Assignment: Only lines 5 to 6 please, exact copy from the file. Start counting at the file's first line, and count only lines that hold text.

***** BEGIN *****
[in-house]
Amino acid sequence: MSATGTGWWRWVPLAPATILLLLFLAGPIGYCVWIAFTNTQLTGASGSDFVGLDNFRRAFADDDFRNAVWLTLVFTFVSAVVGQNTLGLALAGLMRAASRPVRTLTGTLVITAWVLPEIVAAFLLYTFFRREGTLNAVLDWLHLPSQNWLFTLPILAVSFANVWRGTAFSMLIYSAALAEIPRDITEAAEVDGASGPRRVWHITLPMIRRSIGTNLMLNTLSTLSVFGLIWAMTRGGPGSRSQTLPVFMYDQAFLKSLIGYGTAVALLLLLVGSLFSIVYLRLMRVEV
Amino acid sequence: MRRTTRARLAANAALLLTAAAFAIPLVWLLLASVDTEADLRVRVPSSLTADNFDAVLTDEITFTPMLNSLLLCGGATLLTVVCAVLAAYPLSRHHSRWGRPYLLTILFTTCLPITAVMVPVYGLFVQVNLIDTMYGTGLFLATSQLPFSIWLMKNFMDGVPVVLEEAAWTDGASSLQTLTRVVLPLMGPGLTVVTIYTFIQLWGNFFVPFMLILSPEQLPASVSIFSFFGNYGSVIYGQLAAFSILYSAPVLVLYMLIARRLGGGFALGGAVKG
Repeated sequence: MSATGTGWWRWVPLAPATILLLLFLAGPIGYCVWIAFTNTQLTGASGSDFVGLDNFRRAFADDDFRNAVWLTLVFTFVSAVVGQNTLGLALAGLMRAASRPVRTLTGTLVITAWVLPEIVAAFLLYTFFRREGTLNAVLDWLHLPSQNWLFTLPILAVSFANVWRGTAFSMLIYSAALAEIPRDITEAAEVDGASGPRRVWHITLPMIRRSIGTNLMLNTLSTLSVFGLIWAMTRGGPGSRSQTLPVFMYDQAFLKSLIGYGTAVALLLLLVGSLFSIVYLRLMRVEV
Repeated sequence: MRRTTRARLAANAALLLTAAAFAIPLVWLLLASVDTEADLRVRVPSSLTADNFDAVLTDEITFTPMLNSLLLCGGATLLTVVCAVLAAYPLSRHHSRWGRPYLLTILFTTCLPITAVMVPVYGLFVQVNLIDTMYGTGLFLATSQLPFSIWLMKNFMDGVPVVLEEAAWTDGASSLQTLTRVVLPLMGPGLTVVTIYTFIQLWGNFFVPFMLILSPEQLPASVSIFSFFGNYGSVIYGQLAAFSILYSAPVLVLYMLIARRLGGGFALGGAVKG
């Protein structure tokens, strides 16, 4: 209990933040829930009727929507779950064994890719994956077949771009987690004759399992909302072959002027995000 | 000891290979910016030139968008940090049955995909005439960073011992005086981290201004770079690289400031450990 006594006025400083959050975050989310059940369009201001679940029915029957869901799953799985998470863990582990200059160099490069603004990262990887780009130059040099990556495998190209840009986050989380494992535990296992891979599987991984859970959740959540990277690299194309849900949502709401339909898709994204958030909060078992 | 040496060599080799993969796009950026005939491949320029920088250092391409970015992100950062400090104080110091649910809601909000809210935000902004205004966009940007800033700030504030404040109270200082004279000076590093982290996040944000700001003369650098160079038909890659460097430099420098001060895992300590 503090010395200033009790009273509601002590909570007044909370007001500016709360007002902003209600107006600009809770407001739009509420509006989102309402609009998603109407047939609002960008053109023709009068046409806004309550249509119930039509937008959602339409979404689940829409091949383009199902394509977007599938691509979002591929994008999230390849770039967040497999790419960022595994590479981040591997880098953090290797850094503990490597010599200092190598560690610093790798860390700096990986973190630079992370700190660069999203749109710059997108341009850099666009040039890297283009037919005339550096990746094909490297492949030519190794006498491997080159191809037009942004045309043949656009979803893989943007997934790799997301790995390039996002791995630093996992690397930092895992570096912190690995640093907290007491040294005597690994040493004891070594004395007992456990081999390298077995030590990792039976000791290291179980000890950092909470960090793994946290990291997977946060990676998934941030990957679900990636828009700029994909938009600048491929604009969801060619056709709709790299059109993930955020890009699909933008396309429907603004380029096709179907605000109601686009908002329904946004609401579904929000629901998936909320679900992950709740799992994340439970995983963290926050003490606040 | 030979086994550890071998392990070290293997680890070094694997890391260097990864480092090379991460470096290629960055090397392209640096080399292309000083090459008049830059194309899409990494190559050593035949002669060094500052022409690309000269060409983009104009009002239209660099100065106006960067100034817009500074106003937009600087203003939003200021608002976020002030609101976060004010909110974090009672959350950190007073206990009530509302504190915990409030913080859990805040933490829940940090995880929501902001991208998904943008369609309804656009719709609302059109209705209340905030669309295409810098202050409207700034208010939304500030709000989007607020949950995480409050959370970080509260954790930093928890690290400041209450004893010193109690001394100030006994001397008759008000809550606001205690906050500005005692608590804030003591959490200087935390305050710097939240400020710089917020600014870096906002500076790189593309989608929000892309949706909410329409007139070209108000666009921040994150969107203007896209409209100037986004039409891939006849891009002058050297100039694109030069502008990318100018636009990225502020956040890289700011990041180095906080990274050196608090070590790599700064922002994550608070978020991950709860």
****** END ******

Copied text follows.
Repeated sequence: MRRTTRARLAANAALLLTAAAFAIPLVWLLLASVDTEADLRVRVPSSLTADNFDAVLTDEITFTPMLNSLLLCGGATLLTVVCAVLAAYPLSRHHSRWGRPYLLTILFTTCLPITAVMVPVYGLFVQVNLIDTMYGTGLFLATSQLPFSIWLMKNFMDGVPVVLEEAAWTDGASSLQTLTRVVLPLMGPGLTVVTIYTFIQLWGNFFVPFMLILSPEQLPASVSIFSFFGNYGSVIYGQLAAFSILYSAPVLVLYMLIARRLGGGFALGGAVKG
């Protein structure tokens, strides 16, 4: 209990933040829930009727929507779950064994890719994956077949771009987690004759399992909302072959002027995000 | 000891290979910016030139968008940090049955995909005439960073011992005086981290201004770079690289400031450990 006594006025400083959050975050989310059940369009201001679940029915029957869901799953799985998470863990582990200059160099490069603004990262990887780009130059040099990556495998190209840009986050989380494992535990296992891979599987991984859970959740959540990277690299194309849900949502709401339909898709994204958030909060078992 | 040496060599080799993969796009950026005939491949320029920088250092391409970015992100950062400090104080110091649910809601909000809210935000902004205004966009940007800033700030504030404040109270200082004279000076590093982290996040944000700001003369650098160079038909890659460097430099420098001060895992300590 503090010395200033009790009273509601002590909570007044909370007001500016709360007002902003209600107006600009809770407001739009509420509006989102309402609009998603109407047939609002960008053109023709009068046409806004309550249509119930039509937008959602339409979404689940829409091949383009199902394509977007599938691509979002591929994008999230390849770039967040497999790419960022595994590479981040591997880098953090290797850094503990490597010599200092190598560690610093790798860390700096990986973190630079992370700190660069999203749109710059997108341009850099666009040039890297283009037919005339550096990746094909490297492949030519190794006498491997080159191809037009942004045309043949656009979803893989943007997934790799997301790995390039996002791995630093996992690397930092895992570096912190690995640093907290007491040294005597690994040493004891070594004395007992456990081999390298077995030590990792039976000791290291179980000890950092909470960090793994946290990291997977946060990676998934941030990957679900990636828009700029994909938009600048491929604009969801060619056709709709790299059109993930955020890009699909933008396309429907603004380029096709179907605000109601686009908002329904946004609401579904929000629901998936909320679900992950709740799992994340439970995983963290926050003490606040 | 030979086994550890071998392990070290293997680890070094694997890391260097990864480092090379991460470096290629960055090397392209640096080399292309000083090459008049830059194309899409990494190559050593035949002669060094500052022409690309000269060409983009104009009002239209660099100065106006960067100034817009500074106003937009600087203003939003200021608002976020002030609101976060004010909110974090009672959350950190007073206990009530509302504190915990409030913080859990805040933490829940940090995880929501902001991208998904943008369609309804656009719709609302059109209705209340905030669309295409810098202050409207700034208010939304500030709000989007607020949950995480409050959370970080509260954790930093928890690290400041209450004893010193109690001394100030006994001397008759008000809550606001205690906050500005005692608590804030003591959490200087935390305050710097939240400020710089917020600014870096906002500076790189593309989608929000892309949706909410329409007139070209108000666009921040994150969107203007896209409209100037986004039409891939006849891009002058050297100039694109030069502008990318100018636009990225502020956040890289700011990041180095906080990274050196608090070590790599700064922002994550608070978020991950709860």